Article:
Caldbeck Players

 

Pygmalion

Pygmalion (1913) is a play by George Bernard Shaw based on Ovid's tale of Pygmalion. It tells the story of Henry Higgins, a professor of phonetics (based on phonetician Henry Sweet), who makes a bet with his friend Colonel Pickering that he can turn a Cockney flower girl, Eliza Doolittle, into a refined society lady merely by teaching her how to speak with an upper class accent and training her in etiquette. In the process, Higgins and Doolittle grow close, but she ultimately rejects his domineering ways and declares she will marry Freddy Eynsford-Hill, a poor but young gentleman.

Shaw wrote the lead role of Eliza Doolittle for Mrs Patrick Campbell (though at 49 she was considered by some to be too old for the part). Due to delays in mounting a London production and Campbell's injury in a car accident, the first English presentation did not take place until some time after Pygmalion premiered at the Hofburg Theater in Vienna on October 16, 1913, in a German translation by Shaw. The first production in English finally opened at His Majesty's Theatre, London on April 11, 1914 and starred Mrs Patrick Campbell as Eliza and Sir Herbert Beerbohm Tree as Henry Higgins; it was directed by Shaw himself.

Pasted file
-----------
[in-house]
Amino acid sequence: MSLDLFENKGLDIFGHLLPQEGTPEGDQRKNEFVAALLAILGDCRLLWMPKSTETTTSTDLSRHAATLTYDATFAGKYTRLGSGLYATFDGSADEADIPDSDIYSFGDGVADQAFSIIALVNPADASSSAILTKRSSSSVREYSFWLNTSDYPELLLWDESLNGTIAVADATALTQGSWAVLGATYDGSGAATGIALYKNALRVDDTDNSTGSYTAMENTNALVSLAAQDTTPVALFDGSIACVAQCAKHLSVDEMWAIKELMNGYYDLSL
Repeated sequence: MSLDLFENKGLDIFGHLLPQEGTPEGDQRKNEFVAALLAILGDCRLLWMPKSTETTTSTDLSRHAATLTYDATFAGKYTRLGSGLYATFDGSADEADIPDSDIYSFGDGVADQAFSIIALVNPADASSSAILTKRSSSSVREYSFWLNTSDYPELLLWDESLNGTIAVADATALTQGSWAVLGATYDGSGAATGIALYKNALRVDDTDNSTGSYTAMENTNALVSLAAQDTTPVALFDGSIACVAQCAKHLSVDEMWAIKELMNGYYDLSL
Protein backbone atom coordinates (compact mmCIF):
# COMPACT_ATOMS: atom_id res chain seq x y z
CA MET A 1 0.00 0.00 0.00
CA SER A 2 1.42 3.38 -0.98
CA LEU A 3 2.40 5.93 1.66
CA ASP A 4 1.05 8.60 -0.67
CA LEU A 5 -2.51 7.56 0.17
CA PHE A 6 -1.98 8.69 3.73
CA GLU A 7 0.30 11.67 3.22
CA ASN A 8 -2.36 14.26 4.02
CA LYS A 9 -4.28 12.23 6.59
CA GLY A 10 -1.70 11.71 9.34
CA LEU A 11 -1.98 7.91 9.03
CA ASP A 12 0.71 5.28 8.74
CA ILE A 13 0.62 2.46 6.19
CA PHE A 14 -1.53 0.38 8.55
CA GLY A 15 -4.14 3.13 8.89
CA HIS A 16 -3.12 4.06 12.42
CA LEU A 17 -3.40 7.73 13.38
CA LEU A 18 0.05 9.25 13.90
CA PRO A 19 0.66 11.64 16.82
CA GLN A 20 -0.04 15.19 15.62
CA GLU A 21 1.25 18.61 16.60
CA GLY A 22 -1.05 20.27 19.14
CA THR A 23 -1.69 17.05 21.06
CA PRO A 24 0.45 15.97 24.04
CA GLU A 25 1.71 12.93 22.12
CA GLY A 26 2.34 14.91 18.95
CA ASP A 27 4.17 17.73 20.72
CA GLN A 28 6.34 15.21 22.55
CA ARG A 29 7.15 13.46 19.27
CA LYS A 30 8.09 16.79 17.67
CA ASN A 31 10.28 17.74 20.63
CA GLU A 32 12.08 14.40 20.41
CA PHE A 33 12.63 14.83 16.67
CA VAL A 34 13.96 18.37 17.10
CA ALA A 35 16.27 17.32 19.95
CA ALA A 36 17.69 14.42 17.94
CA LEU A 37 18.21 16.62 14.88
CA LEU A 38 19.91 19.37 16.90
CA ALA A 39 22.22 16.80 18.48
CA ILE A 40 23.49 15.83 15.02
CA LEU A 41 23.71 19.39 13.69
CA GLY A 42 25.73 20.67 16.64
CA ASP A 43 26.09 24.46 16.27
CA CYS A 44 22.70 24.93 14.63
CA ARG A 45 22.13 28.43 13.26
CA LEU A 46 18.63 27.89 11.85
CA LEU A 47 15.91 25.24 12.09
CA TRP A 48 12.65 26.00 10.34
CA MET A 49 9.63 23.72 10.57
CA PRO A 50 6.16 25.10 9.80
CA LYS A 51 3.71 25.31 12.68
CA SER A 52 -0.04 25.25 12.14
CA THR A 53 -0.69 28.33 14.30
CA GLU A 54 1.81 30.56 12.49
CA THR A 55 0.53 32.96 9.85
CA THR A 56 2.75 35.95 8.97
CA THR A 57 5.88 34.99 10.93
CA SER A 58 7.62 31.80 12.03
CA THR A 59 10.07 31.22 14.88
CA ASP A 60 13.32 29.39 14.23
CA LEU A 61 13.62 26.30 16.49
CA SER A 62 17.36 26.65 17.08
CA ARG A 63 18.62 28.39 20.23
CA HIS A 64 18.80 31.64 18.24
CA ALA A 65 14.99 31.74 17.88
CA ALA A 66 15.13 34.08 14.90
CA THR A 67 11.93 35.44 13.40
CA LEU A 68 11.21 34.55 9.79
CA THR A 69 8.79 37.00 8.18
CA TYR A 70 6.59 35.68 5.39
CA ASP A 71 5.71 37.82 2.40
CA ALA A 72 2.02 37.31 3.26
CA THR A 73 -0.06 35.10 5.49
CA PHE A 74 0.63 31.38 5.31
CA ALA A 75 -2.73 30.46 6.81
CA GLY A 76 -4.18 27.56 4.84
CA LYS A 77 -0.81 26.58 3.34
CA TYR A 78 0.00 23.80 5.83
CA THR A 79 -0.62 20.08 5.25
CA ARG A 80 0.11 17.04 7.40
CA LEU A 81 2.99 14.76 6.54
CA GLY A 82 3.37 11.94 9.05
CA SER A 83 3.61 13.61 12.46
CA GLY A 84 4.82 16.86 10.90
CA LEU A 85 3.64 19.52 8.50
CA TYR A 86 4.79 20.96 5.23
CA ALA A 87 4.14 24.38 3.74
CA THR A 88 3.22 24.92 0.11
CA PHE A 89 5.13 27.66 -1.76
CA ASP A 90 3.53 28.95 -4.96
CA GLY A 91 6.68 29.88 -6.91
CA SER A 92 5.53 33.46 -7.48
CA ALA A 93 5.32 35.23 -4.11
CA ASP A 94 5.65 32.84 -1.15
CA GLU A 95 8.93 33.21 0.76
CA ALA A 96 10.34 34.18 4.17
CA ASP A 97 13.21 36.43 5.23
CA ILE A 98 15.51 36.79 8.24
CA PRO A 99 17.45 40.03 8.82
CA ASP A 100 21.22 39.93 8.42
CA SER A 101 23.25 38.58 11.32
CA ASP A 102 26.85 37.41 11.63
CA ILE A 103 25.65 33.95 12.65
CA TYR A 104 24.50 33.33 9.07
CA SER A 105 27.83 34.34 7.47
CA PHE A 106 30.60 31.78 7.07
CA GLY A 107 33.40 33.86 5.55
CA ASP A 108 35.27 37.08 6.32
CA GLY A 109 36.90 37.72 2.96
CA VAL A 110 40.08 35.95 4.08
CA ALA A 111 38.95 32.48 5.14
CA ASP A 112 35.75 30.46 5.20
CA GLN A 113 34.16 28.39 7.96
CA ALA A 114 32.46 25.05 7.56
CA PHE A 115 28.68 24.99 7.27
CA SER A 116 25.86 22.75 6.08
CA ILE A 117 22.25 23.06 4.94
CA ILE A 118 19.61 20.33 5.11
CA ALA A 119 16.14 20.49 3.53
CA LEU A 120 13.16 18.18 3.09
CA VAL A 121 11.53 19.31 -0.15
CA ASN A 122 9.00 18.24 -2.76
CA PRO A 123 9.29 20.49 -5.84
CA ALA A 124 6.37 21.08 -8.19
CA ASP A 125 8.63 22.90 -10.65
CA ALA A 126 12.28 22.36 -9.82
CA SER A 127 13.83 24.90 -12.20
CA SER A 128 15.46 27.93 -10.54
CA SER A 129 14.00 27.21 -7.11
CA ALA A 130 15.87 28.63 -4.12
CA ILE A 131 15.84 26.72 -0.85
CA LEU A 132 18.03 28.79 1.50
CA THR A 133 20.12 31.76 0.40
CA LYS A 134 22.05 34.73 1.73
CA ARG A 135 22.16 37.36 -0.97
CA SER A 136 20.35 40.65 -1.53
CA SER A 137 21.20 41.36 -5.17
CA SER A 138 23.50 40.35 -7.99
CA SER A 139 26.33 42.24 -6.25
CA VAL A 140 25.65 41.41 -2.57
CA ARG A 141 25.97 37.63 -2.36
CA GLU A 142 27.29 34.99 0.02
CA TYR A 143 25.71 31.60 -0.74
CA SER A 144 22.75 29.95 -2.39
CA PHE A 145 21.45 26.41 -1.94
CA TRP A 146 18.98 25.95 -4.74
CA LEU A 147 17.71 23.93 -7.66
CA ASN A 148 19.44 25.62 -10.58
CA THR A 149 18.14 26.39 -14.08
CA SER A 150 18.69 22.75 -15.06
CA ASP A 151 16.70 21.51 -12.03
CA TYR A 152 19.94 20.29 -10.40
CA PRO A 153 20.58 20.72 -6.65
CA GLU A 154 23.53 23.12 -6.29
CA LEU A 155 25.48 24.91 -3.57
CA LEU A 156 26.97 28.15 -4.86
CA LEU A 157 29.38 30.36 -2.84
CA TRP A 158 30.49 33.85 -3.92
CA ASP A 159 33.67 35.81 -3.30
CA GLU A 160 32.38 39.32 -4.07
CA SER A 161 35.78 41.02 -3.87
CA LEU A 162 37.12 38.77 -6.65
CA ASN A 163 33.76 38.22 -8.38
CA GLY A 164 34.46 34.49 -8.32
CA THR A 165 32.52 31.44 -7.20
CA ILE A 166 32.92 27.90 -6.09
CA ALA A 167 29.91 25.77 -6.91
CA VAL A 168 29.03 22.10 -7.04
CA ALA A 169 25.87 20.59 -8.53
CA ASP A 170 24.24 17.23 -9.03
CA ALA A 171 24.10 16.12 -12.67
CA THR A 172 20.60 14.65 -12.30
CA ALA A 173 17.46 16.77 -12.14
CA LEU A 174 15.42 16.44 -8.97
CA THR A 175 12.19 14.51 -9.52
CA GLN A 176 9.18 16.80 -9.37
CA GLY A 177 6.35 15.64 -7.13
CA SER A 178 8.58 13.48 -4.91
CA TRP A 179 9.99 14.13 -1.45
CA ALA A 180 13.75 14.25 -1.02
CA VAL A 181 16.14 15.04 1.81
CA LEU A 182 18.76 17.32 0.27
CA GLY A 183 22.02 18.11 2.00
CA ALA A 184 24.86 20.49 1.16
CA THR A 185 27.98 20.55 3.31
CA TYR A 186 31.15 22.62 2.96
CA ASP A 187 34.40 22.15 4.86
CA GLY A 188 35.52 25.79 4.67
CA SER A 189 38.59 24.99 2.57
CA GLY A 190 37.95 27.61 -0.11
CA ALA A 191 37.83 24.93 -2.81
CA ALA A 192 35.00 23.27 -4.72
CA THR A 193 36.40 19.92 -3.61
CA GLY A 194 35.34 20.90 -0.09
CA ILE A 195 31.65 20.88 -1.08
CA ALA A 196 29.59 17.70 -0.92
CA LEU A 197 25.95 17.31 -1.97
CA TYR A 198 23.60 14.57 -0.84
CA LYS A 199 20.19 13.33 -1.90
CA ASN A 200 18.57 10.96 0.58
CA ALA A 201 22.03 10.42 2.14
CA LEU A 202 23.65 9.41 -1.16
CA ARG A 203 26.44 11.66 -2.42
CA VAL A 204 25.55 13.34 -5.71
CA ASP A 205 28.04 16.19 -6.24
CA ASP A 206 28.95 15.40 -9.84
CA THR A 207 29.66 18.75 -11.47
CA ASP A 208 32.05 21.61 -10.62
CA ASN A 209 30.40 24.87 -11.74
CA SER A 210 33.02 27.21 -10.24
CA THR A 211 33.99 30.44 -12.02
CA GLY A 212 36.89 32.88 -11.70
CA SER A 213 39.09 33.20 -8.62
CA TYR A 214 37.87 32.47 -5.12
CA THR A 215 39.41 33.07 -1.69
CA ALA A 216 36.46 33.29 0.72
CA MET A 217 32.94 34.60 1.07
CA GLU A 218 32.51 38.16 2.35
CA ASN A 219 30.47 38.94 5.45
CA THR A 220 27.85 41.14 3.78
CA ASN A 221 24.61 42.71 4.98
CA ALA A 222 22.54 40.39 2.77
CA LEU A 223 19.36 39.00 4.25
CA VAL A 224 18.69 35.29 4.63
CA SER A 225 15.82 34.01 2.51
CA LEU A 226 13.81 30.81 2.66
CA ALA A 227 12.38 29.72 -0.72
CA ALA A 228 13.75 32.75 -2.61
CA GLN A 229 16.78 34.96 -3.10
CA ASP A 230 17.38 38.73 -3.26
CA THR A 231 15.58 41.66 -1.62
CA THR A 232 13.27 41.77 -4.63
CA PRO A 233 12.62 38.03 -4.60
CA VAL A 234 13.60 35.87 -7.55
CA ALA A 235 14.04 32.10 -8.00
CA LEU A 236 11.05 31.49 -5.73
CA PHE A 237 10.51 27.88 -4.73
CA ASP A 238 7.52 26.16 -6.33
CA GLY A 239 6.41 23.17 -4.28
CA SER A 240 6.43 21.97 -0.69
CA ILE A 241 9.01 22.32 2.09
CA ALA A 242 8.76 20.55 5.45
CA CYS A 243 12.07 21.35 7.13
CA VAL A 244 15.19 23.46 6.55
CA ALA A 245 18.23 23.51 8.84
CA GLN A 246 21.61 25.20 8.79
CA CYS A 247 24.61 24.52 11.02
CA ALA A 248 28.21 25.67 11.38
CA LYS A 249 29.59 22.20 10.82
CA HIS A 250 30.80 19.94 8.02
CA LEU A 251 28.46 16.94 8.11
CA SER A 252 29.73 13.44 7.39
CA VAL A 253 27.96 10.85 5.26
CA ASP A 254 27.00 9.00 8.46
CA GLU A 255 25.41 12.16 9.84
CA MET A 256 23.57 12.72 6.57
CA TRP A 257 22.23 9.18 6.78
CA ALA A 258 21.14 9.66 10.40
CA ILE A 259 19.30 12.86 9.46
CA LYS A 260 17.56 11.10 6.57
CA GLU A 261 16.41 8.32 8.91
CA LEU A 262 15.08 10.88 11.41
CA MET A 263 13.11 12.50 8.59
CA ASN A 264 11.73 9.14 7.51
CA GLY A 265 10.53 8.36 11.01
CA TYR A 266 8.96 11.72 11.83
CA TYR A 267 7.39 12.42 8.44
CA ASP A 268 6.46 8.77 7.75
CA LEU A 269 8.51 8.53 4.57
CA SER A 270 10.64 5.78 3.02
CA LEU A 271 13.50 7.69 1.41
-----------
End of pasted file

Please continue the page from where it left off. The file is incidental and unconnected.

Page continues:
The Ending
Despite the intense central relationship between Eliza and Henry, the original play ends with her leaving to marry the eager young Freddy Eynsford-Hill. Shaw, annoyed by the tendency of audiences, actors, and even directors to seek 'romantic' re-interpretations of his ending, later wrote an essay for inclusion with subsequent editions, in which he explained precisely why it was impossible for the story to end with Higgins and Eliza getting married.

Subsequent adaptations have all changed this ending. Despite his previous insistence that the original ending remain intact, Shaw provided a more ambiguous end to the 1938 film: instead of marrying Freddy, Eliza apparently reconciles with Henry in the final scene, leaving open the possibility of their marriage. The musical version My Fair Lady and its 1964 film have similarly happy endings.

Trivia
Shaw's play shocked Edwardian audiences with Eliza's swearing in the line "Not bloody likely!". Campbell was considered to have risked her successful career by speaking the line.

Joseph Weizenbaum named his artificial intelligence computer program ELIZA after the character Eliza Doolittle.